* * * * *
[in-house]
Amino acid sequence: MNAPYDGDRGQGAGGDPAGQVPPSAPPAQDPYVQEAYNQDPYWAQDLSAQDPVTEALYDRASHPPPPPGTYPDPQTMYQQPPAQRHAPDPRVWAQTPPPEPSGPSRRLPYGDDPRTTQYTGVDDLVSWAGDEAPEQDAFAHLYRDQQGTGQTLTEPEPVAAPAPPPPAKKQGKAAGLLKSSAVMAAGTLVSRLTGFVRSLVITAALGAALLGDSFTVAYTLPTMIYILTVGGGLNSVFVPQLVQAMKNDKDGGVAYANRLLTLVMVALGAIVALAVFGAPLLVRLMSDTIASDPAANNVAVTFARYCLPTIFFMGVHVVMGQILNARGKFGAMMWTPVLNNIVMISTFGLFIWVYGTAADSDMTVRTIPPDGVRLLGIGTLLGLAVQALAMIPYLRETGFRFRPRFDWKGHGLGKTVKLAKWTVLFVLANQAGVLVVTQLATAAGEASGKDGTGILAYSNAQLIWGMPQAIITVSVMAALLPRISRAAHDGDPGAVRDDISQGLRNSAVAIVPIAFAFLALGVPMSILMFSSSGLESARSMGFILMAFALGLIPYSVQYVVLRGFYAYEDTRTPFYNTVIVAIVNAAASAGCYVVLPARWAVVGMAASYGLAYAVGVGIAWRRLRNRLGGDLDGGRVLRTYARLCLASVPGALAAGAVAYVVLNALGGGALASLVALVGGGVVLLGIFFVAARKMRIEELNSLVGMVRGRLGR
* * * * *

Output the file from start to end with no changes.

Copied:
[in-house]
Amino acid sequence: MNAPYDGDRGQGAGGDPAGQVPPSAPPAQDPYVQEAYNQDPYWAQDLSAQDPVTEALYDRASHPPPPPGTYPDPQTMYQQPPAQRHAPDPRVWAQTPPPEPSGPSRRLPYGDDPRTTQYTGVDDLVSWAGDEAPEQDAFAHLYRDQQGTGQTLTEPEPVAAPAPPPPAKKQGKAAGLLKSSAVMAAGTLVSRLTGFVRSLVITAALGAALLGDSFTVAYTLPTMIYILTVGGGLNSVFVPQLVQAMKNDKDGGVAYANRLLTLVMVALGAIVALAVFGAPLLVRLMSDTIASDPAANNVAVTFARYCLPTIFFMGVHVVMGQILNARGKFGAMMWTPVLNNIVMISTFGLFIWVYGTAADSDMTVRTIPPDGVRLLGIGTLLGLAVQALAMIPYLRETGFRFRPRFDWKGHGLGKTVKLAKWTVLFVLANQAGVLVVTQLATAAGEASGKDGTGILAYSNAQLIWGMPQAIITVSVMAALLPRISRAAHDGDPGAVRDDISQGLRNSAVAIVPIAFAFLALGVPMSILMFSSSGLESARSMGFILMAFALGLIPYSVQYVVLRGFYAYEDTRTPFYNTVIVAIVNAAASAGCYVVLPARWAVVGMAASYGLAYAVGVGIAWRRLRNRLGGDLDGGRVLRTYARLCLASVPGALAAGAVAYVVLNALGGGALASLVALVGGGVVLLGIFFVAARKMRIEELNSLVGMVRGRLGR